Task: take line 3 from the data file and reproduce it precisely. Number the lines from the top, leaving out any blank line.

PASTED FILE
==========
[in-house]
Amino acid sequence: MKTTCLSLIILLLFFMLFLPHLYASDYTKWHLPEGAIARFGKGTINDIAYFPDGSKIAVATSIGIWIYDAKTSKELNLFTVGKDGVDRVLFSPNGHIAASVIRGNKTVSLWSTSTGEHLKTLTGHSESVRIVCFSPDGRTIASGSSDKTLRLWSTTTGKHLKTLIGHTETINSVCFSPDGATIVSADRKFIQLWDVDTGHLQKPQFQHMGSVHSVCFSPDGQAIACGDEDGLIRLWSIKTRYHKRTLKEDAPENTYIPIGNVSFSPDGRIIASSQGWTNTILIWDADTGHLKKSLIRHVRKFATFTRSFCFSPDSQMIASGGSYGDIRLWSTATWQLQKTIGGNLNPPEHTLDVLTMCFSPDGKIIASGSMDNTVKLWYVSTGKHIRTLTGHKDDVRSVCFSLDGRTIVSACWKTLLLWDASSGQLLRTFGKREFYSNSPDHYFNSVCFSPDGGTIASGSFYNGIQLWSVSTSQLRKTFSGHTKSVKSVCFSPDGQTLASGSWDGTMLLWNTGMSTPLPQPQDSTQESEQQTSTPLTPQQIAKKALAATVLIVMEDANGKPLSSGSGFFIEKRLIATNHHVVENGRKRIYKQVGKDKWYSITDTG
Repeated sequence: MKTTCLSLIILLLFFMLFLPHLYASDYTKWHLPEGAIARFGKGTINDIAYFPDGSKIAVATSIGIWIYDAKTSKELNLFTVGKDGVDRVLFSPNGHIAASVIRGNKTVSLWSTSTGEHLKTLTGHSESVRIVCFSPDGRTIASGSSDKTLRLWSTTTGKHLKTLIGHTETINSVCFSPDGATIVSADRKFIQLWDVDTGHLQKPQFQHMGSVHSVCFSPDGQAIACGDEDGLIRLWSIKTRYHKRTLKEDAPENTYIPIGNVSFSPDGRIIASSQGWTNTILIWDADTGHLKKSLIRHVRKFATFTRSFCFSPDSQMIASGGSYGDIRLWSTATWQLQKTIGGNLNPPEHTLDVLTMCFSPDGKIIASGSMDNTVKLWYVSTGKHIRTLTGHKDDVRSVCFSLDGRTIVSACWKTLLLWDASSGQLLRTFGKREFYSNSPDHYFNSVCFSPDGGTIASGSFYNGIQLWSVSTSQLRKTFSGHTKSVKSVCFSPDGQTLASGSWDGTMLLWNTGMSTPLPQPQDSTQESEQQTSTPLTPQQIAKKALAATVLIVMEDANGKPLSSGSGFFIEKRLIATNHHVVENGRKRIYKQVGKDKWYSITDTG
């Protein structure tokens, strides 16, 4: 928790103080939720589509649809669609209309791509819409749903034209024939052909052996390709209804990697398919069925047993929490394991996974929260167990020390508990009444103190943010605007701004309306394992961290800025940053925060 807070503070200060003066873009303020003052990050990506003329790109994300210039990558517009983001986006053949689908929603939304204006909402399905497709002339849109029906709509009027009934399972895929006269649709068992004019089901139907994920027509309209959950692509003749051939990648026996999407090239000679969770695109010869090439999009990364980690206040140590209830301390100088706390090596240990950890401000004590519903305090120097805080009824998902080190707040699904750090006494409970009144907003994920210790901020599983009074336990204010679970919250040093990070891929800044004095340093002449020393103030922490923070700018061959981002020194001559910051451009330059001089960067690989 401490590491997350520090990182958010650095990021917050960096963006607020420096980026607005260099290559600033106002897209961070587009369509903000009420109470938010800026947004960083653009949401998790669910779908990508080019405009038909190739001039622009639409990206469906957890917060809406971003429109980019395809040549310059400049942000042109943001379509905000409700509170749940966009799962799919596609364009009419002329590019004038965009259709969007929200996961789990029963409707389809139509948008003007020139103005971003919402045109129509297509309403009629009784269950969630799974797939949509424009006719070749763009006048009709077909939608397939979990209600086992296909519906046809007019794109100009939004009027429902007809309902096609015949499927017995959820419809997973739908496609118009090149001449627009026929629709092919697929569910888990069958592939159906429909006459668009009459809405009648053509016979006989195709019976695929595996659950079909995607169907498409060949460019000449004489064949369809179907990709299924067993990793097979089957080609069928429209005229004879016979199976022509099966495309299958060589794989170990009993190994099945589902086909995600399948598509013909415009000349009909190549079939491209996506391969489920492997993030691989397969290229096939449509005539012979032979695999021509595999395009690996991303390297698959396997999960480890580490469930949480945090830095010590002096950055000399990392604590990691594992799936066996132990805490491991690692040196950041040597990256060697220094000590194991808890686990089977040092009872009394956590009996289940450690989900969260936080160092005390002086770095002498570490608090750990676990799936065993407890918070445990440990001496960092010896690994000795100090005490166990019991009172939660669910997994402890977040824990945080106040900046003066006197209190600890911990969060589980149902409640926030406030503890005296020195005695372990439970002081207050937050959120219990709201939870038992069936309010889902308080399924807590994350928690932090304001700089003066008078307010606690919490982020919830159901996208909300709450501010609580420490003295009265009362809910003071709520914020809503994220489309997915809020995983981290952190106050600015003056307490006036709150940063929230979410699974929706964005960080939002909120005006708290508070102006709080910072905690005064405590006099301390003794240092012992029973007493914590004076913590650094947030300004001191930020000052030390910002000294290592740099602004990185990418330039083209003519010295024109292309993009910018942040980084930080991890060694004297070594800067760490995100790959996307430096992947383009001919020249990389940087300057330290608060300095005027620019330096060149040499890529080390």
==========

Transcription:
Repeated sequence: MKTTCLSLIILLLFFMLFLPHLYASDYTKWHLPEGAIARFGKGTINDIAYFPDGSKIAVATSIGIWIYDAKTSKELNLFTVGKDGVDRVLFSPNGHIAASVIRGNKTVSLWSTSTGEHLKTLTGHSESVRIVCFSPDGRTIASGSSDKTLRLWSTTTGKHLKTLIGHTETINSVCFSPDGATIVSADRKFIQLWDVDTGHLQKPQFQHMGSVHSVCFSPDGQAIACGDEDGLIRLWSIKTRYHKRTLKEDAPENTYIPIGNVSFSPDGRIIASSQGWTNTILIWDADTGHLKKSLIRHVRKFATFTRSFCFSPDSQMIASGGSYGDIRLWSTATWQLQKTIGGNLNPPEHTLDVLTMCFSPDGKIIASGSMDNTVKLWYVSTGKHIRTLTGHKDDVRSVCFSLDGRTIVSACWKTLLLWDASSGQLLRTFGKREFYSNSPDHYFNSVCFSPDGGTIASGSFYNGIQLWSVSTSQLRKTFSGHTKSVKSVCFSPDGQTLASGSWDGTMLLWNTGMSTPLPQPQDSTQESEQQTSTPLTPQQIAKKALAATVLIVMEDANGKPLSSGSGFFIEKRLIATNHHVVENGRKRIYKQVGKDKWYSITDTG